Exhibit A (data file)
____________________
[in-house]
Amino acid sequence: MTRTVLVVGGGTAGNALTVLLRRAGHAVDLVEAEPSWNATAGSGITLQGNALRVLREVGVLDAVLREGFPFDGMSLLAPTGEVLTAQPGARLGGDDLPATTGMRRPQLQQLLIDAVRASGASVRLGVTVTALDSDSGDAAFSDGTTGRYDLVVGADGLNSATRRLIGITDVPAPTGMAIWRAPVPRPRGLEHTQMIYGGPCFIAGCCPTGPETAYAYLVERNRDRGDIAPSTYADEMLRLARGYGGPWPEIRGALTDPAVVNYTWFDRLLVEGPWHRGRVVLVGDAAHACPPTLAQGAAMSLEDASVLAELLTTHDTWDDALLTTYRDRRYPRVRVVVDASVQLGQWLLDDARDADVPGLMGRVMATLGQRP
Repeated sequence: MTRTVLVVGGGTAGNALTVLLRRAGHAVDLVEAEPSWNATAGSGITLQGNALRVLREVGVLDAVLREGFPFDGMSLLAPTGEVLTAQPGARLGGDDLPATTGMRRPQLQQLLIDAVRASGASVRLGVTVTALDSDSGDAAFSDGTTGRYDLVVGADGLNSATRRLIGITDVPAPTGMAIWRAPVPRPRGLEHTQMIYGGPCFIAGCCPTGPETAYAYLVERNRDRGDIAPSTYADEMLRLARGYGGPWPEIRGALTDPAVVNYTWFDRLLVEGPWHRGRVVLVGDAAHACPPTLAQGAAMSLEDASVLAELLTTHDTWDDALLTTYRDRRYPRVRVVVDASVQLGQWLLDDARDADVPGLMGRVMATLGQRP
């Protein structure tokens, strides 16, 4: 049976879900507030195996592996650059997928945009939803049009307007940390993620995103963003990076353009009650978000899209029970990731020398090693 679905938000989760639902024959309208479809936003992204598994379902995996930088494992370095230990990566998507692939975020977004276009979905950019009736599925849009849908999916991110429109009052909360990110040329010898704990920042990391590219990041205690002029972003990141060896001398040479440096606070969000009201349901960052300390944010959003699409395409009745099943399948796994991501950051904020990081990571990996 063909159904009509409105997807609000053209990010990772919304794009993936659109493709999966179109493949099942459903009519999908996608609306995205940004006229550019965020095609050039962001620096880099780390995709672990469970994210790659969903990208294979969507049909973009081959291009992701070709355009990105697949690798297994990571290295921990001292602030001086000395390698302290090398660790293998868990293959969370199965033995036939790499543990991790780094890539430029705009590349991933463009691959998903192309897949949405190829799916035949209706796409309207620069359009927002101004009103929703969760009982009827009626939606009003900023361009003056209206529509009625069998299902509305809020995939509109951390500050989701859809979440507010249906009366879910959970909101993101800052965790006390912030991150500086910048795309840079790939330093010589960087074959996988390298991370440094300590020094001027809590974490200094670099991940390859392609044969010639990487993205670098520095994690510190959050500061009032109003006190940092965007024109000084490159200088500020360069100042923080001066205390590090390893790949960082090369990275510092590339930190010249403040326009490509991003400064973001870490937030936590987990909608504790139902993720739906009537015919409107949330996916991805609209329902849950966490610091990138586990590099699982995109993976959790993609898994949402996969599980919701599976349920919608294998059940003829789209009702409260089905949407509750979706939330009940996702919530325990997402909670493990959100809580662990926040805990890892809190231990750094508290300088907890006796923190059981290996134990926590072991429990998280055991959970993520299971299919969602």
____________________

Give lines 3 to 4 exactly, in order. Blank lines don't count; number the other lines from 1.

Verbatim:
Repeated sequence: MTRTVLVVGGGTAGNALTVLLRRAGHAVDLVEAEPSWNATAGSGITLQGNALRVLREVGVLDAVLREGFPFDGMSLLAPTGEVLTAQPGARLGGDDLPATTGMRRPQLQQLLIDAVRASGASVRLGVTVTALDSDSGDAAFSDGTTGRYDLVVGADGLNSATRRLIGITDVPAPTGMAIWRAPVPRPRGLEHTQMIYGGPCFIAGCCPTGPETAYAYLVERNRDRGDIAPSTYADEMLRLARGYGGPWPEIRGALTDPAVVNYTWFDRLLVEGPWHRGRVVLVGDAAHACPPTLAQGAAMSLEDASVLAELLTTHDTWDDALLTTYRDRRYPRVRVVVDASVQLGQWLLDDARDADVPGLMGRVMATLGQRP
């Protein structure tokens, strides 16, 4: 049976879900507030195996592996650059997928945009939803049009307007940390993620995103963003990076353009009650978000899209029970990731020398090693 679905938000989760639902024959309208479809936003992204598994379902995996930088494992370095230990990566998507692939975020977004276009979905950019009736599925849009849908999916991110429109009052909360990110040329010898704990920042990391590219990041205690002029972003990141060896001398040479440096606070969000009201349901960052300390944010959003699409395409009745099943399948796994991501950051904020990081990571990996 063909159904009509409105997807609000053209990010990772919304794009993936659109493709999966179109493949099942459903009519999908996608609306995205940004006229550019965020095609050039962001620096880099780390995709672990469970994210790659969903990208294979969507049909973009081959291009992701070709355009990105697949690798297994990571290295921990001292602030001086000395390698302290090398660790293998868990293959969370199965033995036939790499543990991790780094890539430029705009590349991933463009691959998903192309897949949405190829799916035949209706796409309207620069359009927002101004009103929703969760009982009827009626939606009003900023361009003056209206529509009625069998299902509305809020995939509109951390500050989701859809979440507010249906009366879910959970909101993101800052965790006390912030991150500086910048795309840079790939330093010589960087074959996988390298991370440094300590020094001027809590974490200094670099991940390859392609044969010639990487993205670098520095994690510190959050500061009032109003006190940092965007024109000084490159200088500020360069100042923080001066205390590090390893790949960082090369990275510092590339930190010249403040326009490509991003400064973001870490937030936590987990909608504790139902993720739906009537015919409107949330996916991805609209329902849950966490610091990138586990590099699982995109993976959790993609898994949402996969599980919701599976349920919608294998059940003829789209009702409260089905949407509750979706939330009940996702919530325990997402909670493990959100809580662990926040805990890892809190231990750094508290300088907890006796923190059981290996134990926590072991429990998280055991959970993520299971299919969602």